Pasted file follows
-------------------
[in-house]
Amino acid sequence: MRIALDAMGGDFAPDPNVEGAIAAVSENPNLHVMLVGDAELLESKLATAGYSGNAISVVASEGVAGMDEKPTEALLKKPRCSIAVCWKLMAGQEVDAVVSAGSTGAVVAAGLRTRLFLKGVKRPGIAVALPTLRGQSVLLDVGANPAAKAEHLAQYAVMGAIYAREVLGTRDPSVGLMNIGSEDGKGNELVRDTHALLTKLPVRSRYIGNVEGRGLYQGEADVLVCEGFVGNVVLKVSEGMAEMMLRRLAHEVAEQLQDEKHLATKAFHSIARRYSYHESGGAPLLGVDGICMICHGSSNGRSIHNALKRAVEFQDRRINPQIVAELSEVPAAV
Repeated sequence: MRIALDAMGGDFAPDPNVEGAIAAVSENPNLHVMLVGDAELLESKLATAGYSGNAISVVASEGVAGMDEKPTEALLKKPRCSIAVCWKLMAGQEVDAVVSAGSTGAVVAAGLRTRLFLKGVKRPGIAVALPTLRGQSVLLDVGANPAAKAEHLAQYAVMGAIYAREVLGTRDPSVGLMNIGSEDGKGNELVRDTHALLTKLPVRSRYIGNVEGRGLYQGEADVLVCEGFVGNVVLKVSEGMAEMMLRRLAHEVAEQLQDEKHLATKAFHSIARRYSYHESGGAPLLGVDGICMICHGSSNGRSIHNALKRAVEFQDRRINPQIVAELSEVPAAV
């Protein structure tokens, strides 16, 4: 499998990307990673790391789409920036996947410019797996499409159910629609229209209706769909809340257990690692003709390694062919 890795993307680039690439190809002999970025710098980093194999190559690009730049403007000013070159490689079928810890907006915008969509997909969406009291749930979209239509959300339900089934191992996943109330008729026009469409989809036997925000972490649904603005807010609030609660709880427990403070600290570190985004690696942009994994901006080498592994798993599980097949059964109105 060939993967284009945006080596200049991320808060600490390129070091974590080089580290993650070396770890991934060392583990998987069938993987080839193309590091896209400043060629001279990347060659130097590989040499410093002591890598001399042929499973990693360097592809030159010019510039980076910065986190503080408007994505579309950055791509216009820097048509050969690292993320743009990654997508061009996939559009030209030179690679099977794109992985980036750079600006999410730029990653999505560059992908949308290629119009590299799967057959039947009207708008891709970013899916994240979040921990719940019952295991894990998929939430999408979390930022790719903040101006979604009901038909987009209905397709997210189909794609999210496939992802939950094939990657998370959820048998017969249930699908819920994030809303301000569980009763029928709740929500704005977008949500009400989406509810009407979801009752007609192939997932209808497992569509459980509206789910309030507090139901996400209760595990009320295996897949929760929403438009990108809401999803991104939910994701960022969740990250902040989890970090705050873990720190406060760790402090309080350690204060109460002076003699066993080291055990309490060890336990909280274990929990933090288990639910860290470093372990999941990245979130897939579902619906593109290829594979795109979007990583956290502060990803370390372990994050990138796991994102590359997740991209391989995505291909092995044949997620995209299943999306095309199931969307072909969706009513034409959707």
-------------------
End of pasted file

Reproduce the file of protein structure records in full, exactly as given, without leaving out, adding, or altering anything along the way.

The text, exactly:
[in-house]
Amino acid sequence: MRIALDAMGGDFAPDPNVEGAIAAVSENPNLHVMLVGDAELLESKLATAGYSGNAISVVASEGVAGMDEKPTEALLKKPRCSIAVCWKLMAGQEVDAVVSAGSTGAVVAAGLRTRLFLKGVKRPGIAVALPTLRGQSVLLDVGANPAAKAEHLAQYAVMGAIYAREVLGTRDPSVGLMNIGSEDGKGNELVRDTHALLTKLPVRSRYIGNVEGRGLYQGEADVLVCEGFVGNVVLKVSEGMAEMMLRRLAHEVAEQLQDEKHLATKAFHSIARRYSYHESGGAPLLGVDGICMICHGSSNGRSIHNALKRAVEFQDRRINPQIVAELSEVPAAV
Repeated sequence: MRIALDAMGGDFAPDPNVEGAIAAVSENPNLHVMLVGDAELLESKLATAGYSGNAISVVASEGVAGMDEKPTEALLKKPRCSIAVCWKLMAGQEVDAVVSAGSTGAVVAAGLRTRLFLKGVKRPGIAVALPTLRGQSVLLDVGANPAAKAEHLAQYAVMGAIYAREVLGTRDPSVGLMNIGSEDGKGNELVRDTHALLTKLPVRSRYIGNVEGRGLYQGEADVLVCEGFVGNVVLKVSEGMAEMMLRRLAHEVAEQLQDEKHLATKAFHSIARRYSYHESGGAPLLGVDGICMICHGSSNGRSIHNALKRAVEFQDRRINPQIVAELSEVPAAV
């Protein structure tokens, strides 16, 4: 499998990307990673790391789409920036996947410019797996499409159910629609229209209706769909809340257990690692003709390694062919 890795993307680039690439190809002999970025710098980093194999190559690009730049403007000013070159490689079928810890907006915008969509997909969406009291749930979209239509959300339900089934191992996943109330008729026009469409989809036997925000972490649904603005807010609030609660709880427990403070600290570190985004690696942009994994901006080498592994798993599980097949059964109105 060939993967284009945006080596200049991320808060600490390129070091974590080089580290993650070396770890991934060392583990998987069938993987080839193309590091896209400043060629001279990347060659130097590989040499410093002591890598001399042929499973990693360097592809030159010019510039980076910065986190503080408007994505579309950055791509216009820097048509050969690292993320743009990654997508061009996939559009030209030179690679099977794109992985980036750079600006999410730029990653999505560059992908949308290629119009590299799967057959039947009207708008891709970013899916994240979040921990719940019952295991894990998929939430999408979390930022790719903040101006979604009901038909987009209905397709997210189909794609999210496939992802939950094939990657998370959820048998017969249930699908819920994030809303301000569980009763029928709740929500704005977008949500009400989406509810009407979801009752007609192939997932209808497992569509459980509206789910309030507090139901996400209760595990009320295996897949929760929403438009990108809401999803991104939910994701960022969740990250902040989890970090705050873990720190406060760790402090309080350690204060109460002076003699066993080291055990309490060890336990909280274990929990933090288990639910860290470093372990999941990245979130897939579902619906593109290829594979795109979007990583956290502060990803370390372990994050990138796991994102590359997740991209391989995505291909092995044949997620995209299943999306095309199931969307072909969706009513034409959707």